History of Chinese Water Deer

Chinese Water Deerare different to many deer species in that they have no antlers and have downward pointing tusks - this and other characteristics have led to Chinese Water Deer being assigned their own genus (Hydropotes). Water Deer are Native to China and Korea and are classified in two distinct subspecies: the Chinese Water Deer (Hydropotes inermis inermis) and the Korean Water Deer (Hydropotes inermis argyropus). The CWDF is mainly concerned with the former.

The population in China is considered to be 'Vulnerable' and in fact there may soon be more Chinese Water Deer in the UK than in their native China. The species was introduced to Woburn Park, Bedfordshire, England at the end of the nineteenth century.  It bred well and was moved to other collections.  Escapes and releases resulted in the current wild population, which occurs primarily in eastern England, but has the potential to spread over much of lowland southern Britain.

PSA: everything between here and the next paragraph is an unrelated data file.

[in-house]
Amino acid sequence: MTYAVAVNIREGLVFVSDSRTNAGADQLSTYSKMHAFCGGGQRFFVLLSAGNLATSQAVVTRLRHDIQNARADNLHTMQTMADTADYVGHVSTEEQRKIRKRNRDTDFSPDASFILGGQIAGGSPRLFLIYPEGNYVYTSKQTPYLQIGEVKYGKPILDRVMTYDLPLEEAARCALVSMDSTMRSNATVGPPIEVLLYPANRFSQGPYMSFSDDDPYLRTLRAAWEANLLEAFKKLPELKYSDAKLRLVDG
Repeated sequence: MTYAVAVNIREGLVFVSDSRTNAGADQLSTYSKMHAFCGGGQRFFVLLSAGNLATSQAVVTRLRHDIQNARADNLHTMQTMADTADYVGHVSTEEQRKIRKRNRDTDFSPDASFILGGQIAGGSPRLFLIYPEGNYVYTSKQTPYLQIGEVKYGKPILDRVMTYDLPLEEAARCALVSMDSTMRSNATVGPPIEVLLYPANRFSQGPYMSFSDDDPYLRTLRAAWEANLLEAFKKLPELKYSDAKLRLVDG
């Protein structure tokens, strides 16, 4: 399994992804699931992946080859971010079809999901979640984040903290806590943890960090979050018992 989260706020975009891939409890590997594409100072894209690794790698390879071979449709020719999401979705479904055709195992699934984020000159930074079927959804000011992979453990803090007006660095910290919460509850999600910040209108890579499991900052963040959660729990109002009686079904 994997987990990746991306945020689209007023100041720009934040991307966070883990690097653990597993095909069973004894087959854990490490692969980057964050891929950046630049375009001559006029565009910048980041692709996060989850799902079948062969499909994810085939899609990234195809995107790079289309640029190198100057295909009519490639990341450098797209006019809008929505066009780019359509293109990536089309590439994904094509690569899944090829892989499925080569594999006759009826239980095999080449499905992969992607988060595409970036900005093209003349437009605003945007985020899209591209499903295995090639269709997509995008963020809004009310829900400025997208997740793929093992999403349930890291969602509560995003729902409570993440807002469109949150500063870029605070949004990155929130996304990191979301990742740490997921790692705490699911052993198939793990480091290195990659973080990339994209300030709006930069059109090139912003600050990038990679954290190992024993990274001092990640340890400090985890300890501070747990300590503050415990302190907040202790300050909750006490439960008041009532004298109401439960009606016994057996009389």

As a non-native species, following the principles of the Bern Convention, the UK Government is already considering risk management options to prevent further spread and deliberate introductions outside the current distributional range. So far its impacts on native biodiversity and agriculture have been negligible though Chine Water Deer are increasingly implicated in road traffic accidents.

As a conservation issue, the UK population of Chinese Water Deer is considered to be of exceptionally high value to the survival of a healthy global population